Here is a video of how Sinead and Peter’s home was upgraded by a one stop shop and why Aisling and Cormac decided to make energy upgrades worth around €80,000 on their newly bought home.
These are examples of how energy savings can quickly offset high costs of deep retrofit and increase the value of the home.
Anja Murray lives in a semi-detached house in Dublin 8. Built in 1929, the house was cold and dark. Anja transformed it into a more comfortable, warm home by doing a deep retrofit, fabric-first approach, bringing her BER from G to A2. She employed Electric Ireland Superhomes One-Stop shop that had the expertise to install solar panels, demand control ventilation system and air source heating pump. Now not only is her home energy efficient, it is also brighter, dryer and has better air quality.
Ali Sheridan and her family, driven by climate change, decided to buy a home and carry out energy upgrades as an alternative to buying a home with A2 or A3 energy rating. Ali installed insulation in the attic, internal and external insulation and floors, put in triple glazed windows and changed the ventilation system as well as installed PV panels.This resulted in the energy rating going from D3 to A2. Electric Ireland Superhomes guided Ali through the grant process and necessary paperwork to make the process as straightforward as possible.
Twelve homes on College View, Wexford were the first project to be retrofitted with the help of 50% grant aid from SEAI’s Deep Retrofit Grant Scheme. All homes were built in the 70’s and had BER ratings of F or G. The main issues were inadequate ventilation and thermal bridging. After the retrofit, the homes had A1-A3 BER ratings. This is an example of how homes with the low BER ratings can be improved and a community can become energy efficient.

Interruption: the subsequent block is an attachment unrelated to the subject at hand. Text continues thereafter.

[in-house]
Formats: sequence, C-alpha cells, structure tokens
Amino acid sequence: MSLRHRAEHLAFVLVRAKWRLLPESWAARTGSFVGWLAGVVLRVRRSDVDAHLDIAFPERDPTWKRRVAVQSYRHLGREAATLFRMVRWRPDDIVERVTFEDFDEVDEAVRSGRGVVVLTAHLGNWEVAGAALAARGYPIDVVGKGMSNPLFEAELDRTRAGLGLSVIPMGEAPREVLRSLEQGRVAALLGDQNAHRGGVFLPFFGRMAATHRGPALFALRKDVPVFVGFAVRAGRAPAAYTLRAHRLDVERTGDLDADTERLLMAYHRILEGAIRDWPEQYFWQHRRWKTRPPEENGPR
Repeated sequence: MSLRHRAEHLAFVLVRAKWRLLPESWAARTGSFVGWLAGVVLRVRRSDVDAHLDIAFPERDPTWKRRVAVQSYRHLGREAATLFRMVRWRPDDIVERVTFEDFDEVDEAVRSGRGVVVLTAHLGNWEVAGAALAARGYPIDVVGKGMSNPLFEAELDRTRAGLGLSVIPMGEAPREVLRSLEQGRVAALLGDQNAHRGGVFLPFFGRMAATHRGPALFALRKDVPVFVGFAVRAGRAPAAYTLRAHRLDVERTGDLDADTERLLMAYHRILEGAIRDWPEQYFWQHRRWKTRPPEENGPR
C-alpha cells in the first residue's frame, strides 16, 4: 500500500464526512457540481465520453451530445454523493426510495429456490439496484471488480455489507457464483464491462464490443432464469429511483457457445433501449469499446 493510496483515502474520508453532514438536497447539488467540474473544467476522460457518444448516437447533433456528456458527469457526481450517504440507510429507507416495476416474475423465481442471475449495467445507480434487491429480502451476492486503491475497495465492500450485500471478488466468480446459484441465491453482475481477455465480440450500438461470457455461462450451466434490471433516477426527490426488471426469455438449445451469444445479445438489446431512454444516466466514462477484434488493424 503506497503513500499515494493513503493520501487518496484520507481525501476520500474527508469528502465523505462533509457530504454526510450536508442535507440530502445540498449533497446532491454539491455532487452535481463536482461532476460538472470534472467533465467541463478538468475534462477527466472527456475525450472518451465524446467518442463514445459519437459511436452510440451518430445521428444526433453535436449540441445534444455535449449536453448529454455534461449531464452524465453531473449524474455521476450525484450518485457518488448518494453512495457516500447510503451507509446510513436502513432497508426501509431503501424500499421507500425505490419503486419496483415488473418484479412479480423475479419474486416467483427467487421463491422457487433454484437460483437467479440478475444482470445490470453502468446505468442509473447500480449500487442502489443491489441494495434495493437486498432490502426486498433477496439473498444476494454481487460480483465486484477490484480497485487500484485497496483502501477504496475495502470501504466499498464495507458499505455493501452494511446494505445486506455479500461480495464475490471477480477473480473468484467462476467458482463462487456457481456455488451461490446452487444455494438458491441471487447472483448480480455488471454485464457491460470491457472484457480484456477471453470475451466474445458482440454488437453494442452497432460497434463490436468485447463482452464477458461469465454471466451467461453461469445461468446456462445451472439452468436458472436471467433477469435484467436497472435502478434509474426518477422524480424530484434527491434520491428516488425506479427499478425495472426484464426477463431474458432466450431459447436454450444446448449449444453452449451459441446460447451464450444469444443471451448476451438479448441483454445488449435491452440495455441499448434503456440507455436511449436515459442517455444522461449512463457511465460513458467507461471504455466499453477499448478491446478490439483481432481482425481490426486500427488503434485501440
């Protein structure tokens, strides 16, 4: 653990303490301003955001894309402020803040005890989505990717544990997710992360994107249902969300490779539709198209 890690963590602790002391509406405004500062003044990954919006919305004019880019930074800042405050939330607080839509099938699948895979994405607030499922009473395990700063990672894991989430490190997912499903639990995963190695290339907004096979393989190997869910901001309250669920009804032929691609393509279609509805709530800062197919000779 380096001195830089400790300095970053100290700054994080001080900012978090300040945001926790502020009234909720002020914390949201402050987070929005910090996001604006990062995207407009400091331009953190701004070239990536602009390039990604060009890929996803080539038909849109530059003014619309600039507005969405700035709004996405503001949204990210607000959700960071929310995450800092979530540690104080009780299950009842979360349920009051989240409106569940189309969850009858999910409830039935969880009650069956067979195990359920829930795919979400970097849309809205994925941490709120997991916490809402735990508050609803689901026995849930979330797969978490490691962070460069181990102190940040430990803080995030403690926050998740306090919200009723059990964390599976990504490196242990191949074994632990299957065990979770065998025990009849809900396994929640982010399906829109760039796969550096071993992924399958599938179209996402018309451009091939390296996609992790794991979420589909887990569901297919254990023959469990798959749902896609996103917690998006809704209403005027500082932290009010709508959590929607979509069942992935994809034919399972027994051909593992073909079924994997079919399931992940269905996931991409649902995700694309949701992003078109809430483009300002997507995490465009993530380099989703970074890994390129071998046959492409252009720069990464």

Eddie Bennan did a deep retrofit on his home with the help of 3cea. Built in the 1930’s, Eddie’s bungalow had a BER rating of G which he wanted to make more comfortable and easy to heat. After insulation upgrade, heat pump installation, new ventilation system, change of windows and doors and solar PV panel installation his home now has a BER rating of A2.
Rachel and Denis Doherty from Kilkenny benefited from the Deep retrofit scheme with the help of 3cea. They did insulation upgrades, installed a heat pump, changed doors and windows and installed a new ventilation system. All works were carried out by a local company in Kilkenny. Rachel and Denis are now happy that their home is warm, bright and well aired with an energy rating of A2. Eddie describes the entire process of retrofitting his home and the immediate results he is experiencing after the retrofit.
Homes with low BER rating and high carbon emissions tend to be unhealthy and cause high energy bills. Watch this video about homes with BER G, F and E that are almost impossible to heat sufficiently that are upgraded. With energy upgrades to A3, homeowners can save around 80% annually on their energy bills and reduce carbon emissions by around 90%.